I've been to two Cirque du Soleil shows in my life. The name of the first exposure -- many moons ago -- escapes me, but I loved every minute of the enthralling mixture of traditional circus elements with grand if surreal high drama. With many of the performers doing their thing high above the stage with no visible safety gear, and some of the fun if slightly creepy performers interacting with unsuspecting but mostly willing audience members, you never quite knew what to expect.
My second show was "Iris" in 2011, a show revolving around the world of cinema and performed, quite intentionally, in the former Kodak (now Dolby) Theater in Hollywood (home of recent to the Oscars). It had its fun moments, some fairly creative costumes (including one Betty Boop type character wearing a large zoetrope around her waist on which real and reel images were projected) and its share of physical stunts, derring-do and contortion.
But it was also occasionally -- and a bit surprisingly -- a bit boring, especially once one had figured out that elements from past shows were simply retrofitted to appear as "new" here. Granted, some of my reaction could have been from a 6-hour flight, a live taping of The Jimmy Kimmel Show and then the Cirque performance jammed into one day, but I found myself on more than one occasion having to keep myself awake.
Interestingly enough, I had something of a similar experience while watching the new 3D Cirque film, "Cirque du Soleil: World's Away." To be fair, there wasn't any flying or "Kimmeling" before our press screening, and I felt fairly refreshed before stepping foot into the theater. Even so, there were moments where I easily could have nodded off, especially upon seeing -- yes, you guessed it -- similarly retrofitted material from my previous two shows inserted into this nearly 100-minute presentation.
Not truly a simple filmed version of a Cirque show -- in reality, it's a mixture of seven of them currently showing somewhere in Vegas, including "O," "Mystère," "Kà," "Love," "Zumanity," "Viva Elvis" and "Criss Angel Believe" -- yet not a traditional piece of fiction, the offering features a young woman (Erica Linz) who becomes enamored with an aerialist (Igor Zaripov) and inadvertently falls through a Wonderland sort of rabbit hole into a surreal world of various circus type shows.
Some are wondrous to behold (one revolving around the water-based Cirque show), others fun (mostly due to the modified Beatles tunes found in the "Love" show) and the final flying ballet style number (featuring the two "lovers" flying through the air with the greatest of ease) is a truly lovely moment. Others, however, are less enthralling and some are sleeping inducing.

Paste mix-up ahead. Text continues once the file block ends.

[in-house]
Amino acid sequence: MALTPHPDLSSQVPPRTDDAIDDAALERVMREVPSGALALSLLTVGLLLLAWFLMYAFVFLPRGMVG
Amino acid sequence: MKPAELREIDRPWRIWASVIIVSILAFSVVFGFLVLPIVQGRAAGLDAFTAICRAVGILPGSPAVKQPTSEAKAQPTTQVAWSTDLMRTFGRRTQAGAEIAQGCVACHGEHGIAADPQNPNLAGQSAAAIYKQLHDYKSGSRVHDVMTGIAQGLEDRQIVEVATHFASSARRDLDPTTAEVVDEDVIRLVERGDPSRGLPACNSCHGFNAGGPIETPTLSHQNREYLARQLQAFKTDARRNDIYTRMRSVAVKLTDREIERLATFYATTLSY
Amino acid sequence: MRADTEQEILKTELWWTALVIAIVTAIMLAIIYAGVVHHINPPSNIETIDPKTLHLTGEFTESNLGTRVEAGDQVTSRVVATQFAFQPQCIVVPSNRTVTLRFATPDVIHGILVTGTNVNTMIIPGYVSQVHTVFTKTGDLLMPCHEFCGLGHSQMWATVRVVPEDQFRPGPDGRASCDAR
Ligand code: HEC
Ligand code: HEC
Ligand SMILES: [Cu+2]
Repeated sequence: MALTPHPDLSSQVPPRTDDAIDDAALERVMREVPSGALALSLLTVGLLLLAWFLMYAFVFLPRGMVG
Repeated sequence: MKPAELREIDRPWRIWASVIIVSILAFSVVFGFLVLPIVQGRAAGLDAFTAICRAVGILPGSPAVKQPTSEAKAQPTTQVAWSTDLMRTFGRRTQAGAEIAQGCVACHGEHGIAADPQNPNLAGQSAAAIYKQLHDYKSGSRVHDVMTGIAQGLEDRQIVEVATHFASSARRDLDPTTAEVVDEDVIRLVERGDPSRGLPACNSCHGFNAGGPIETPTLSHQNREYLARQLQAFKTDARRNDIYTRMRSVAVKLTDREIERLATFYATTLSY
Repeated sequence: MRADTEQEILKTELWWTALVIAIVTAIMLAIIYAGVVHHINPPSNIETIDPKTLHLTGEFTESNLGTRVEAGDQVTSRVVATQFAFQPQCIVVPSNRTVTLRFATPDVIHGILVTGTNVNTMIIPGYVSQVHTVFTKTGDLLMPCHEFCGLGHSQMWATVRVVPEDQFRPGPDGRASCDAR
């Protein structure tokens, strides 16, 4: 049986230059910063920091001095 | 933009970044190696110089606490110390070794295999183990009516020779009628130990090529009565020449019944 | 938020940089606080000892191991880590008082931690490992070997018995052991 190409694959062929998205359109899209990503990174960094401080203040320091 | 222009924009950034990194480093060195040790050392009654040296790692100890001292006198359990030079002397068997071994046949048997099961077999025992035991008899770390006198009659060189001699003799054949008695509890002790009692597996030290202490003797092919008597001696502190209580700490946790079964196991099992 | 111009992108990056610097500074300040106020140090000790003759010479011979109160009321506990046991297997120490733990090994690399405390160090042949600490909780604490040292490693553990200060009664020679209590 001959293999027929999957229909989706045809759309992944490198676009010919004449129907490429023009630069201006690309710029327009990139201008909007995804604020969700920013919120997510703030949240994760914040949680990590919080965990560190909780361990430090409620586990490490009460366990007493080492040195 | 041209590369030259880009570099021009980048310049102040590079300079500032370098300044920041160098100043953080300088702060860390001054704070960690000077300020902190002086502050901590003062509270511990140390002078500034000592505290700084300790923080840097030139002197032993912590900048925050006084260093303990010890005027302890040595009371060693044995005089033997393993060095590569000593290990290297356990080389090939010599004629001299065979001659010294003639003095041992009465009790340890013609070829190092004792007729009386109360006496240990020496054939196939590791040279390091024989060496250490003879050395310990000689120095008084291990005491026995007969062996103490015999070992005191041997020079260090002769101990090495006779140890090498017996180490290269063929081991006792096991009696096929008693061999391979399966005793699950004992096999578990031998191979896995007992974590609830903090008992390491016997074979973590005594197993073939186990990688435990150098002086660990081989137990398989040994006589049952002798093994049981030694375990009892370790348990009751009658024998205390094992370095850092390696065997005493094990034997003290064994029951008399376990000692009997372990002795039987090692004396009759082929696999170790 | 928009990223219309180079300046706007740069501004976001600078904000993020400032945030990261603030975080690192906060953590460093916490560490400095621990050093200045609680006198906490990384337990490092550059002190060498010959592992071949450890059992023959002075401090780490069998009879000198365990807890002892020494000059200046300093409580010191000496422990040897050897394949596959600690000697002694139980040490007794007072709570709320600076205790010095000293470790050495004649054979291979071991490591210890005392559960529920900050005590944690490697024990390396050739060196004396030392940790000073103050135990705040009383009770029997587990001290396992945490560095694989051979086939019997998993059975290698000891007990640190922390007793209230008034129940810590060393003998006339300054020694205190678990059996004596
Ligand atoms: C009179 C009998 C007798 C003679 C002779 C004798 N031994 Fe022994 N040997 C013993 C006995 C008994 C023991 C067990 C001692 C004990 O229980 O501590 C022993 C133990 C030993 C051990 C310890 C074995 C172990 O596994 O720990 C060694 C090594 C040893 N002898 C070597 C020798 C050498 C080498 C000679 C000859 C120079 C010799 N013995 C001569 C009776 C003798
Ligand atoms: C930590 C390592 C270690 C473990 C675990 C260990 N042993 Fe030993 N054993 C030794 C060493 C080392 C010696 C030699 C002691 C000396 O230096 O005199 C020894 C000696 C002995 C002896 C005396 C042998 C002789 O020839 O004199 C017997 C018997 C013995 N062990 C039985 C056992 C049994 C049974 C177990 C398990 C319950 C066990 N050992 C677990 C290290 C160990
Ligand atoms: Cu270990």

The 3D presentation and the close-up cameras used by writer/director Andrew Adamson (director of the first two entries in the "Shrek" and "Chronicles of Narnia" film series) give viewers a more intimate look at the performers, the inventive costumes, the wild makeup and the physical requirements of said performances. Yet, the fact that it's been captured on film (and often in slow motion) and doesn't feature the roving audience-grabbing performers hampers some of the excitement the live shows can produce. There's never a worry that you might be chosen to go up on stage or otherwise be used as some sort of comedic prop, or that someone might slip or otherwise meet some sort of horrendous injury or worse (something that gave me sweaty palms upon my first live exposure to such stunts).
So, if you're a huge fan of the Cirque shows, you might love the intimacy the close-ups provide. If you've never seen any of them, the film could be a good introduction -- and sampler -- of some of the productions that are currently available to attend in person. But if you're someone like me who's seen a few and become less enamored with each exposure, this offering might come off as a mixed bag of good to thrilling moments mixed with bouts of near narcolepsy. Accordingly, "Cirque du Soleil: World's Away" rates as a 5.5 out of 10.